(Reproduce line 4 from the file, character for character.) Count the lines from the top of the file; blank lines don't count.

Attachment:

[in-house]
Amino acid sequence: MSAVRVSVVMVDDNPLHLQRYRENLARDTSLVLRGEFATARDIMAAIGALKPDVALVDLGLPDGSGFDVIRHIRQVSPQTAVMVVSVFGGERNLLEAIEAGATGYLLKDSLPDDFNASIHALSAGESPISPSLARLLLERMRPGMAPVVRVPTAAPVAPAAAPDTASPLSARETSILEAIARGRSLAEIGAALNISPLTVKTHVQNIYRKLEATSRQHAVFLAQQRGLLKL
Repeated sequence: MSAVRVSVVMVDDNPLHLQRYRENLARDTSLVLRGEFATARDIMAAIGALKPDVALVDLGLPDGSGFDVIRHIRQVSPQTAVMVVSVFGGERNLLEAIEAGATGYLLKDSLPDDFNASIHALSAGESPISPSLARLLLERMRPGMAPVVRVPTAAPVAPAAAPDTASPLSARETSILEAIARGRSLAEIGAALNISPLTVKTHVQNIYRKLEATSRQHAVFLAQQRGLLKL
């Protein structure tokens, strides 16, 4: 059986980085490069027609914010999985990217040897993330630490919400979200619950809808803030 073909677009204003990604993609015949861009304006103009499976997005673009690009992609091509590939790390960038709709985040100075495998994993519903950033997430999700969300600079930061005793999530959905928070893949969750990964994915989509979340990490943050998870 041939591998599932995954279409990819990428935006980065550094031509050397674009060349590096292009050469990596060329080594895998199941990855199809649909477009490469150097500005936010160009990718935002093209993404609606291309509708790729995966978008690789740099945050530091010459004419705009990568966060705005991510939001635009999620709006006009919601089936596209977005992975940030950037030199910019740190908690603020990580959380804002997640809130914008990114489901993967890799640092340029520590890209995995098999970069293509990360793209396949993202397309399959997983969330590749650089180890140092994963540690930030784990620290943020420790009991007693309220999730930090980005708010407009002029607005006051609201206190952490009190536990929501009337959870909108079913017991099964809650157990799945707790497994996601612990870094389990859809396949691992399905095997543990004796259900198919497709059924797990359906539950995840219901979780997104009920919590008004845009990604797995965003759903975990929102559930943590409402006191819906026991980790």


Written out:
């Protein structure tokens, strides 16, 4: 059986980085490069027609914010999985990217040897993330630490919400979200619950809808803030 073909677009204003990604993609015949861009304006103009499976997005673009690009992609091509590939790390960038709709985040100075495998994993519903950033997430999700969300600079930061005793999530959905928070893949969750990964994915989509979340990490943050998870 041939591998599932995954279409990819990428935006980065550094031509050397674009060349590096292009050469990596060329080594895998199941990855199809649909477009490469150097500005936010160009990718935002093209993404609606291309509708790729995966978008690789740099945050530091010459004419705009990568966060705005991510939001635009999620709006006009919601089936596209977005992975940030950037030199910019740190908690603020990580959380804002997640809130914008990114489901993967890799640092340029520590890209995995098999970069293509990360793209396949993202397309399959997983969330590749650089180890140092994963540690930030784990620290943020420790009991007693309220999730930090980005708010407009002029607005006051609201206190952490009190536990929501009337959870909108079913017991099964809650157990799945707790497994996601612990870094389990859809396949691992399905095997543990004796259900198919497709059924797990359906539950995840219901979780997104009920919590008004845009990604797995965003759903975990929102559930943590409402006191819906026991980790």